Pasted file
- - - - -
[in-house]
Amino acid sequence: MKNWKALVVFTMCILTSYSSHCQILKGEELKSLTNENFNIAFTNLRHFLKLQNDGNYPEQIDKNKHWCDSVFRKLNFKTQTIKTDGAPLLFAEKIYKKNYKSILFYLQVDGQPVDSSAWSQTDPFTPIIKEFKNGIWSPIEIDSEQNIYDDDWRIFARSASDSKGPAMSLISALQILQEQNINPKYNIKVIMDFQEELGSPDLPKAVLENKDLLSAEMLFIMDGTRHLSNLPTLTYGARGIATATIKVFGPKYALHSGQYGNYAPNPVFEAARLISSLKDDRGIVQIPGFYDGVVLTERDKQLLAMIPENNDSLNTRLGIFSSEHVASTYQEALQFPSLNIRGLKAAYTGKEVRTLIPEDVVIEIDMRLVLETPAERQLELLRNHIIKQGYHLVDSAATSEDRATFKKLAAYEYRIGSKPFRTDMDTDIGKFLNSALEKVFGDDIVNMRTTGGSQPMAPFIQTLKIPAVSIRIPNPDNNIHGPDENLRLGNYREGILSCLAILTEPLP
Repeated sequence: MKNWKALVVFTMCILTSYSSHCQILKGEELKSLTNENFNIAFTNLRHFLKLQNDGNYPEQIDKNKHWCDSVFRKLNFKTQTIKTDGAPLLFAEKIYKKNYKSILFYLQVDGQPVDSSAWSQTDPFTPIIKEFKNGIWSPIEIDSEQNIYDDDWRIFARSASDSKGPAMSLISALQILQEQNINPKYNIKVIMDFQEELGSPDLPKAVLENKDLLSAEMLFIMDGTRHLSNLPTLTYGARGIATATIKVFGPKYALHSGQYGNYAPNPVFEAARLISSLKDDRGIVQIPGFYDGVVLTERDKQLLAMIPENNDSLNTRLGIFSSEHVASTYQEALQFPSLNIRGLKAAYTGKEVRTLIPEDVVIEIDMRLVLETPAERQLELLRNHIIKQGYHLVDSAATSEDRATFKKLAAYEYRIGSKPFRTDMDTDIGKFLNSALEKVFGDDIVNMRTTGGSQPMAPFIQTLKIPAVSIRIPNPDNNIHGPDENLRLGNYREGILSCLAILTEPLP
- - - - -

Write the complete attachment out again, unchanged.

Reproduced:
[in-house]
Amino acid sequence: MKNWKALVVFTMCILTSYSSHCQILKGEELKSLTNENFNIAFTNLRHFLKLQNDGNYPEQIDKNKHWCDSVFRKLNFKTQTIKTDGAPLLFAEKIYKKNYKSILFYLQVDGQPVDSSAWSQTDPFTPIIKEFKNGIWSPIEIDSEQNIYDDDWRIFARSASDSKGPAMSLISALQILQEQNINPKYNIKVIMDFQEELGSPDLPKAVLENKDLLSAEMLFIMDGTRHLSNLPTLTYGARGIATATIKVFGPKYALHSGQYGNYAPNPVFEAARLISSLKDDRGIVQIPGFYDGVVLTERDKQLLAMIPENNDSLNTRLGIFSSEHVASTYQEALQFPSLNIRGLKAAYTGKEVRTLIPEDVVIEIDMRLVLETPAERQLELLRNHIIKQGYHLVDSAATSEDRATFKKLAAYEYRIGSKPFRTDMDTDIGKFLNSALEKVFGDDIVNMRTTGGSQPMAPFIQTLKIPAVSIRIPNPDNNIHGPDENLRLGNYREGILSCLAILTEPLP
Repeated sequence: MKNWKALVVFTMCILTSYSSHCQILKGEELKSLTNENFNIAFTNLRHFLKLQNDGNYPEQIDKNKHWCDSVFRKLNFKTQTIKTDGAPLLFAEKIYKKNYKSILFYLQVDGQPVDSSAWSQTDPFTPIIKEFKNGIWSPIEIDSEQNIYDDDWRIFARSASDSKGPAMSLISALQILQEQNINPKYNIKVIMDFQEELGSPDLPKAVLENKDLLSAEMLFIMDGTRHLSNLPTLTYGARGIATATIKVFGPKYALHSGQYGNYAPNPVFEAARLISSLKDDRGIVQIPGFYDGVVLTERDKQLLAMIPENNDSLNTRLGIFSSEHVASTYQEALQFPSLNIRGLKAAYTGKEVRTLIPEDVVIEIDMRLVLETPAERQLELLRNHIIKQGYHLVDSAATSEDRATFKKLAAYEYRIGSKPFRTDMDTDIGKFLNSALEKVFGDDIVNMRTTGGSQPMAPFIQTLKIPAVSIRIPNPDNNIHGPDENLRLGNYREGILSCLAILTEPLP